Sometimes versions can be determined by scanning the text to see whether it syntactically conforms to the corresponding language specification; the purpose of the indicator is to make it unnecessary for the consumer to do this.

Versioning formalism


Motivation of Implementors of agents

See This formalism ought to be modified to account for differential payoff to sender and receiver.

Situation: a sender sends a message containing parts that are not understood by the receiver

and distinguish between points in sender/receiver payoff space with good (positive payoff), punishing (negative payoff), or neutral (zero payoff) coordinates along the sender/receiver axes.

The payoff to the sender will shape the sender's behavior, and the payoff to the receiver will shape the receiver's behavior.

The payoff to the sender depends on what the receiver does (unless communicating just "feels good" or is required by law), but will often be indirect. E.g. in advertising, it's not the payoff from any particular transaction that matters, but the amortized payoff from many transactions. When a message is broadcast to multiple audiences with different capacities, it matters a lot whether the sender knows that this is the case.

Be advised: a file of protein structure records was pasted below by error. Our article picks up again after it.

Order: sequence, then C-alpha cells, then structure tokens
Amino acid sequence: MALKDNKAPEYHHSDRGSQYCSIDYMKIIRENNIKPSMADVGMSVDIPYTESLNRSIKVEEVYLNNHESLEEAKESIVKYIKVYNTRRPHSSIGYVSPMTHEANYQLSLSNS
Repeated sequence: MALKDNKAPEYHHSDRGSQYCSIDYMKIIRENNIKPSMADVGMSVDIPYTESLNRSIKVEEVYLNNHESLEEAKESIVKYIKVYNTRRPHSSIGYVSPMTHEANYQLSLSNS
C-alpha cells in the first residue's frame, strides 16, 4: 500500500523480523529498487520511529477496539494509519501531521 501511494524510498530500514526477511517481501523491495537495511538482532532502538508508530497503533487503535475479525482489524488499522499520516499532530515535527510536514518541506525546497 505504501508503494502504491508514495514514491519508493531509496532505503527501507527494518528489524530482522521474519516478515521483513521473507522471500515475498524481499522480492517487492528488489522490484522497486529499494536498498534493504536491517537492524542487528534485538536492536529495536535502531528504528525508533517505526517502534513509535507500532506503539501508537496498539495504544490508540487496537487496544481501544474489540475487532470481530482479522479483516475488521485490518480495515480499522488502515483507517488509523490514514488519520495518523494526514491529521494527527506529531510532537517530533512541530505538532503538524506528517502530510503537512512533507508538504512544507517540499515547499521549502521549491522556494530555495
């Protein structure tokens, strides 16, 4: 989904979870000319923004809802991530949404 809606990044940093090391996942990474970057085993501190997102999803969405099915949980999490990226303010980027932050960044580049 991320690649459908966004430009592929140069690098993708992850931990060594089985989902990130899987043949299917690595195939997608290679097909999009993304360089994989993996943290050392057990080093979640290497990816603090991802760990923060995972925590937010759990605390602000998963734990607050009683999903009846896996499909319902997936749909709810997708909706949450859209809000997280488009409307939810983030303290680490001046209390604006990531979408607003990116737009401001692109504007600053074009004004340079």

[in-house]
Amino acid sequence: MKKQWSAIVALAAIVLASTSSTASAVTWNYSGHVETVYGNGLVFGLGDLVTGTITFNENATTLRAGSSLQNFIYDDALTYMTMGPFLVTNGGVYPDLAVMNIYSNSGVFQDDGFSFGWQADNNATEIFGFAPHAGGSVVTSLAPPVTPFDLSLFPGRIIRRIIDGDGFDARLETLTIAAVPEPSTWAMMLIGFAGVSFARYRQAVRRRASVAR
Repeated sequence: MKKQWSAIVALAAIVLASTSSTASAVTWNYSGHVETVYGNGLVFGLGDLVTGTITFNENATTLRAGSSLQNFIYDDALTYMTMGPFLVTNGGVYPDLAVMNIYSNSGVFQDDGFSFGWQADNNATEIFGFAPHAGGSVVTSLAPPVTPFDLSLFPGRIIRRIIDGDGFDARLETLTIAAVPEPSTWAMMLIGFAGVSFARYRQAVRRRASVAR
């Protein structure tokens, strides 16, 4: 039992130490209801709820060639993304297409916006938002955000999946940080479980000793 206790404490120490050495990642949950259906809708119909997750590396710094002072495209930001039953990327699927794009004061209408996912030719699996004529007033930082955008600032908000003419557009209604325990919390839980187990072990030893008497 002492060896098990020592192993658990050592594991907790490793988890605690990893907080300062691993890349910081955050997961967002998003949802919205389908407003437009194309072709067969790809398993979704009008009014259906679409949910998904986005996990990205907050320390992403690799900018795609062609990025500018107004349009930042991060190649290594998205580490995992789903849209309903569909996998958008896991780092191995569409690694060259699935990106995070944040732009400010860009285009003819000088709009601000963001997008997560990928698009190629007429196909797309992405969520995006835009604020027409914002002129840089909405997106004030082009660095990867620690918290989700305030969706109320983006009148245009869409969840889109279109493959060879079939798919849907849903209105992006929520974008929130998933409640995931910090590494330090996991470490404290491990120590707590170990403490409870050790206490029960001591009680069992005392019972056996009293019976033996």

Example: Creators of good children's TV shows (which I hereby define to be the ones I like to watch) know that there are two audiences and craft their material so that both appreciate the content. Creators of bad ones don't and only aim for one audience. But including material meant only for grownups (positive receiver 2 payoff), perhaps disguised or deemphasized so as not to make those who don't understand anxious (negative receiver 1 payoff), is, to me at least, the essence of craft and quality.

We have the same situation with content creators

Those exercising craft have a more difficult job in creation and testing - they have to think - and this extra effort will only be made if the perceived benefit outweighs the cost. In a sense material that is knowingly destined for different audiences constitutes multiple communications channels, and the question of server/client compatibility (payoff) might be better thought of not as a language extensibility problem but a multiplexing problem.

If in-line language extensibility (think: child-inaccessible puns) is outlawed, the new material will be communicated *somehow*. (This is similar to the rewrite-based extensibility question in programming languages. Macros happen whether a language spec supports them or not; it's just a question of how extensibility will be managed - forking new languages (think: content-types), external preprocessors, or in-language macro facilities.)